Noah and Osiris

 

https://www.academia.edu/28946929/Noah_and_Osiris

 

that the likes of Sir Alan Gardiner and John Walton were at something of a loss to account for (J. Walton): “… the chief cultural content of Egyptian civilization, its religion, its mythological features …”, and (A. Gardiner): “The origin of Osiris remains from me an insoluble mystery”. Fr. A. Mallon had tried to simplify things when explaining in “The Religion of Ancient Egypt” (Studs. in Comparative Religion, CTS, 1956, p. 3) that whilst the Egyptians were “admittedly polytheistic, with a marked inclination towards idolatry … this plurality was of titles rather than of gods”:

 

… this multiplic­ity [of gods] was but superficial it was a multiplicity of titles, not of gods. The supreme Creator god was called Atum at Heliopolis; at Memphis, Ptah; at Hermopolis … Thoth; Amon at Thebes; Horus at Edfu; Khnum at Elephantine; but if we examine them minutely, we recognize at once that these divinities have everywhere a like nature, the same attributes and properties, an identical role. They differ only in external imagery and in a few accidental features.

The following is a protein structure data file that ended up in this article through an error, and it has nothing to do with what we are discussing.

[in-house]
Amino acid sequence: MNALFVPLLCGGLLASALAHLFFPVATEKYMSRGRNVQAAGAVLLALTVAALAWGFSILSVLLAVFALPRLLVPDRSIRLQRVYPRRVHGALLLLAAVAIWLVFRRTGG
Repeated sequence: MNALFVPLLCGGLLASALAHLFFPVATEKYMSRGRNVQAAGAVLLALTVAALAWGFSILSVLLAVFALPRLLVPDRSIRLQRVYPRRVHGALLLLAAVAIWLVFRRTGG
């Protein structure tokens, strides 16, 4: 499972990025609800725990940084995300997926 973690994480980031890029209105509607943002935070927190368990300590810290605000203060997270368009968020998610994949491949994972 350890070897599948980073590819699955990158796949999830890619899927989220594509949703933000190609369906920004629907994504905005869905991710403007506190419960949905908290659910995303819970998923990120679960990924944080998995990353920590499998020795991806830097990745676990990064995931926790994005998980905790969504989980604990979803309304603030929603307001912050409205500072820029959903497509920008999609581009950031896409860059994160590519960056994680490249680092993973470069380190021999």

From the point of view of correlating these gods to some extent to the early antediluvian characters of the Book of Genesis, where I think they originated, it would simplify matters again if there were available an easy phonetic name correlation, such as:

 

Adam = Atum;

 and

Seth = Seth (Set)

 

And, to some extent, this does turn out to be the case (as we shall read further on).